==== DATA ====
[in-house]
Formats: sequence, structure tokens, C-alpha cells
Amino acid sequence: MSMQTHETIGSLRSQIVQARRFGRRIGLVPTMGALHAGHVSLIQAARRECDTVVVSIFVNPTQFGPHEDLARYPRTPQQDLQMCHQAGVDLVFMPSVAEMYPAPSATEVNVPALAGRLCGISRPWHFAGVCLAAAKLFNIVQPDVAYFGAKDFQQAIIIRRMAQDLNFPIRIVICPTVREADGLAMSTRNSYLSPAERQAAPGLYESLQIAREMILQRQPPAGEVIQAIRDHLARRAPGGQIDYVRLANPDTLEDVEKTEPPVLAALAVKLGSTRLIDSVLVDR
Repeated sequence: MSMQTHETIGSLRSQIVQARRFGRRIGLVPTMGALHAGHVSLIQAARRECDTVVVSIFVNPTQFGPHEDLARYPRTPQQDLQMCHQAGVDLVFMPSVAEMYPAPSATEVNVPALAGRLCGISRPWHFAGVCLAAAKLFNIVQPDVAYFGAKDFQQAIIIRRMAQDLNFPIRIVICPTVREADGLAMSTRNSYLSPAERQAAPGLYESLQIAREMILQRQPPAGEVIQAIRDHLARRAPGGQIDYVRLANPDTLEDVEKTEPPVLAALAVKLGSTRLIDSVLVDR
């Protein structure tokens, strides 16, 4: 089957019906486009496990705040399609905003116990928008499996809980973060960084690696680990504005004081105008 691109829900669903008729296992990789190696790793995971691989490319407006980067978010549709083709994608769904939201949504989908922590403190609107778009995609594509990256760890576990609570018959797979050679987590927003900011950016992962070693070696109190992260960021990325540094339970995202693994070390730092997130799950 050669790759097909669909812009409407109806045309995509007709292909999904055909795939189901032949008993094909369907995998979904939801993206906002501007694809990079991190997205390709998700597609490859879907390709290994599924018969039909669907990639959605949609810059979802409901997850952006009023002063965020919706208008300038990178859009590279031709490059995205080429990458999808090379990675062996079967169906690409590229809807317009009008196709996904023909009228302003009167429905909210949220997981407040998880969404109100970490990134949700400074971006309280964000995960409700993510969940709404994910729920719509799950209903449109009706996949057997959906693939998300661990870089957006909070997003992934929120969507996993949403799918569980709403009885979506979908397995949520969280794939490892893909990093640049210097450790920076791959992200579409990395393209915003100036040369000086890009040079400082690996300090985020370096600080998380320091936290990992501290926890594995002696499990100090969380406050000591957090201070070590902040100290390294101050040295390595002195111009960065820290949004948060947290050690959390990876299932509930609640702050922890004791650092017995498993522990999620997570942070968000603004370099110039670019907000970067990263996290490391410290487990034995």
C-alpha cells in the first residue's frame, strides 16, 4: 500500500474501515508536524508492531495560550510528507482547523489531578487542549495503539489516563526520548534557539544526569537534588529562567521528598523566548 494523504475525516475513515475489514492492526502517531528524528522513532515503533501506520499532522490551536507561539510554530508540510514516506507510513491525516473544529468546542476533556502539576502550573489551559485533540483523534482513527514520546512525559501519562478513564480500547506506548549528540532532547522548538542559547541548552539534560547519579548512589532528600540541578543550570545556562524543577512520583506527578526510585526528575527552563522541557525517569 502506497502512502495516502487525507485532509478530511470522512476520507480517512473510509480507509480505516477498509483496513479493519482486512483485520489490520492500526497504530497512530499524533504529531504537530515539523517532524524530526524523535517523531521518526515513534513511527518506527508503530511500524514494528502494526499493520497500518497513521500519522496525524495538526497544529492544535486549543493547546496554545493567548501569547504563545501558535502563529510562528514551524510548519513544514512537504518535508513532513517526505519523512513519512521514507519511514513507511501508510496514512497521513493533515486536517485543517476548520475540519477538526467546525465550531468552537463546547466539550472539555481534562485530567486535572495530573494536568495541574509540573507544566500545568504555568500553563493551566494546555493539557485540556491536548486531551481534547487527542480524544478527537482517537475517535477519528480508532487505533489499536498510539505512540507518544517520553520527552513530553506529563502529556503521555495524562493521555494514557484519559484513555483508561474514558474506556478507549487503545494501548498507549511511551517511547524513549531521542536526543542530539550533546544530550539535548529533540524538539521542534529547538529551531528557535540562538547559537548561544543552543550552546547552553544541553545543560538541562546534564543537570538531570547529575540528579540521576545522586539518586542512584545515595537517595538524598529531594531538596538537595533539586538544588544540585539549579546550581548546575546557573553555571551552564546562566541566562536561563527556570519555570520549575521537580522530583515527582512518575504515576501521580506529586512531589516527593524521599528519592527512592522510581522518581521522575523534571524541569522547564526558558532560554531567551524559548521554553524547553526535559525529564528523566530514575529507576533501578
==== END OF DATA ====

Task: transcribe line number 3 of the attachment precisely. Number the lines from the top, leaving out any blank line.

Amino acid sequence: MSMQTHETIGSLRSQIVQARRFGRRIGLVPTMGALHAGHVSLIQAARRECDTVVVSIFVNPTQFGPHEDLARYPRTPQQDLQMCHQAGVDLVFMPSVAEMYPAPSATEVNVPALAGRLCGISRPWHFAGVCLAAAKLFNIVQPDVAYFGAKDFQQAIIIRRMAQDLNFPIRIVICPTVREADGLAMSTRNSYLSPAERQAAPGLYESLQIAREMILQRQPPAGEVIQAIRDHLARRAPGGQIDYVRLANPDTLEDVEKTEPPVLAALAVKLGSTRLIDSVLVDR